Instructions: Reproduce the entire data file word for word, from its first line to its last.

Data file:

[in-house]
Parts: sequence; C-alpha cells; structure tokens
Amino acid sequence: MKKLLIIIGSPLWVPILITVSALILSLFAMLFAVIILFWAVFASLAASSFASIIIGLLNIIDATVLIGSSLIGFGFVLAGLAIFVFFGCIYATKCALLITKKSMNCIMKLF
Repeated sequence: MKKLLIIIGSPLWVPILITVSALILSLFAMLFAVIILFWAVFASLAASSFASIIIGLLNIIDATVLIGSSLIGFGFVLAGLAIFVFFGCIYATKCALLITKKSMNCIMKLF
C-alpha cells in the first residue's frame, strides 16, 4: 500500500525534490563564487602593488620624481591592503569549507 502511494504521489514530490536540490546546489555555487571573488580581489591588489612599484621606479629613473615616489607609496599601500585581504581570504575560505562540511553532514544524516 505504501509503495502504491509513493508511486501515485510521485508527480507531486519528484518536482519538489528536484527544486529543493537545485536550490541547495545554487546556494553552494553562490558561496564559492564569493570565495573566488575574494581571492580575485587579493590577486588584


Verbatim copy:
[in-house]
Parts: sequence; C-alpha cells; structure tokens
Amino acid sequence: MKKLLIIIGSPLWVPILITVSALILSLFAMLFAVIILFWAVFASLAASSFASIIIGLLNIIDATVLIGSSLIGFGFVLAGLAIFVFFGCIYATKCALLITKKSMNCIMKLF
Repeated sequence: MKKLLIIIGSPLWVPILITVSALILSLFAMLFAVIILFWAVFASLAASSFASIIIGLLNIIDATVLIGSSLIGFGFVLAGLAIFVFFGCIYATKCALLITKKSMNCIMKLF
C-alpha cells in the first residue's frame, strides 16, 4: 500500500525534490563564487602593488620624481591592503569549507 502511494504521489514530490536540490546546489555555487571573488580581489591588489612599484621606479629613473615616489607609496599601500585581504581570504575560505562540511553532514544524516 505504501509503495502504491509513493508511486501515485510521485508527480507531486519528484518536482519538489528536484527544486529543493537545485536550490541547495545554487546556494553552494553562490558561496564559492564569493570565495573566488575574494581571492580575485587579493590577486588584